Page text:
The “true” form of the tiyanak varies quite a bit depending on where you are. The most common is similar to an infant but with long claws and fangs. Another claims it can take on the form of a blackbird as well (though it can still fly as a baby, so go figure). The most complex description is that of a dwarfish creature with a flat nose and long beard, deformed with one leg longer than the other forcing it to leap after its victims. Regardless, the creature also makes a hobby out of child abduction. If you ever find yourself needing to defeat a gimped dwarf in the jungle, simply put your clothes on inside out. This apparently amuses the spirit enough to make it reconsider the whole “murder” thing.
Interestingly enough, the tiyanak’s origin story has changed over time. Originally believed to be the spirit of a baby born to a dead mother (that is to say, the mother died before giving birth – ew), when Christianity was brought to the Philippines in the 16th century it was altered somewhat to be the spirit of aborted fetuses seeking revenge.
If there was ever a good reason to stay the hell out of Zanzibar, it’s the Popobawa.
Popobawa is a shape-shifter that does a very good job of masking its presence. Practically undetectable until it’s too late, it’s said to enter homes through chimneys or keyholes and, once inside, proceeds to sodomize everyone inside, including children. Then, once finished with its mass violation, the creature warns its victims to tell others or it will come back and do it again. There’s no nice way to say it: that’s pretty fucked up right there.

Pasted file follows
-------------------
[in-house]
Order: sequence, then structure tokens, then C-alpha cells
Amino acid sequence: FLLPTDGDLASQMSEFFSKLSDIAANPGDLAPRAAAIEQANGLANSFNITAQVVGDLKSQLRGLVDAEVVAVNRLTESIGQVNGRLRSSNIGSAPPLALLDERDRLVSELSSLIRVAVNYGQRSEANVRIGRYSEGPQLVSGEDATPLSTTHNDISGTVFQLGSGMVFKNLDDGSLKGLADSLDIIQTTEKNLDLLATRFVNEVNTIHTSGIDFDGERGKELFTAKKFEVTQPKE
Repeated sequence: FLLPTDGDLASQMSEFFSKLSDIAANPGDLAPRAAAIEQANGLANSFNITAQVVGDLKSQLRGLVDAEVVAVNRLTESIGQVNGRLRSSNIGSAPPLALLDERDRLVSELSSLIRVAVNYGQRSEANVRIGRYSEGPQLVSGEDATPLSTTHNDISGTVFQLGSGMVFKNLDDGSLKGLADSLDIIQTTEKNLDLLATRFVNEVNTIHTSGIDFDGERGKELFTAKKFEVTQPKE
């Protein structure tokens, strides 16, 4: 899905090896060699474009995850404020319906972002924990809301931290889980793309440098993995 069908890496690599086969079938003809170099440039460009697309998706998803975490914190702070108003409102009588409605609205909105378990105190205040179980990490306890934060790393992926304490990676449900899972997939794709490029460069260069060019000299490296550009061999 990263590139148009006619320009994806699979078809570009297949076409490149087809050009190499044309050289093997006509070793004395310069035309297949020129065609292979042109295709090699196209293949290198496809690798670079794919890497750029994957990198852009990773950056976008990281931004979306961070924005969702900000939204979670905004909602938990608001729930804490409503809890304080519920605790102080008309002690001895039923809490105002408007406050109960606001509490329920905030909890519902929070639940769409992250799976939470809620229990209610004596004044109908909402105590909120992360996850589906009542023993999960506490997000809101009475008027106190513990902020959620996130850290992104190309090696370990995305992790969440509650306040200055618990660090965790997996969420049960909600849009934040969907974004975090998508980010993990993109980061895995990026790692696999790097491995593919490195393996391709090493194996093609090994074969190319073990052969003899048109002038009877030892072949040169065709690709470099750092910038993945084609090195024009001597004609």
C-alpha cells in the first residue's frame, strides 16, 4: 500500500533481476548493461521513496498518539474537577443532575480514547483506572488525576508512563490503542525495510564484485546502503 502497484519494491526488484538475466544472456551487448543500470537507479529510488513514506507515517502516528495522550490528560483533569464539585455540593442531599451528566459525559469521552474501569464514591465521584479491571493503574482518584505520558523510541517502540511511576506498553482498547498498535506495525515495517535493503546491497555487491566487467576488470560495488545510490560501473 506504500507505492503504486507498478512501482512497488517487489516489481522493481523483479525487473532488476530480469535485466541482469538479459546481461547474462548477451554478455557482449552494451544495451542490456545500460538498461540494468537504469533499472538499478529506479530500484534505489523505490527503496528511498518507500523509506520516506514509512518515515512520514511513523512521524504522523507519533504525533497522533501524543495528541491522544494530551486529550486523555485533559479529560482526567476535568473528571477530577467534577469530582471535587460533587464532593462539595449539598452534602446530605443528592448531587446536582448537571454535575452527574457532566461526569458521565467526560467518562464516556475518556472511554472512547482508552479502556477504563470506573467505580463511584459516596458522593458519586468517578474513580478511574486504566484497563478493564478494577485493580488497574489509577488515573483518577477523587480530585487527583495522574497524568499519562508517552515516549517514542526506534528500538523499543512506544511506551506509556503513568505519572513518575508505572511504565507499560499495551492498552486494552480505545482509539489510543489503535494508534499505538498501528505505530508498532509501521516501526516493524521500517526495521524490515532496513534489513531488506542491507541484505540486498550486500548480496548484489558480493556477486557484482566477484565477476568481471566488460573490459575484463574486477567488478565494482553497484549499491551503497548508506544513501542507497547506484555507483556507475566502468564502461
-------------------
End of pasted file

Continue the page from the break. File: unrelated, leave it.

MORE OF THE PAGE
Popobawa is only about forty years old and sightings of it are absurdly common, with panics happening every election cycle along East Africa. During these panics people will gather around fires outside of their homes and wait for daylight. Though it has no overt weakness, it refrains from attacking anyone who is holding a Koran. Some people will also sacrifice goats to the spirit.
The origins of the popobawa are a little murky, though the most common involves a sheik seeking revenge on his neighbors. He releases a genie only to have it accept demonic influences and start raping everyone. Say what you will about popobawa, but he cuts to the chase.
An interesting twist on mermaids, the rusalki are fish women from Slavic mythology. They dwell in the bottoms of rivers until nightfall when they would take to the land and dance in meadows. Should an attractive man travel too close to a dancing rusalka, she’ll mesmerize him and lead him to his death, drowning him in her river.
Different regions tell the story with slight variation, but in general rusalki aren’t intentionally malevolent and may not even be aware of their present state. Most traditions say they are the spirits of women who died before their time or those of unwed mothers, so in both instances they pine for the love of men as well as the company of little children.
Rasalki can also take the form of a child with the spirit itself resulting from child who was murdered because it was born out of wedlock or dying before it was baptized. Should you avenge the spirit’s death (or baptize it if it’s a baby) the spirit will return to rest.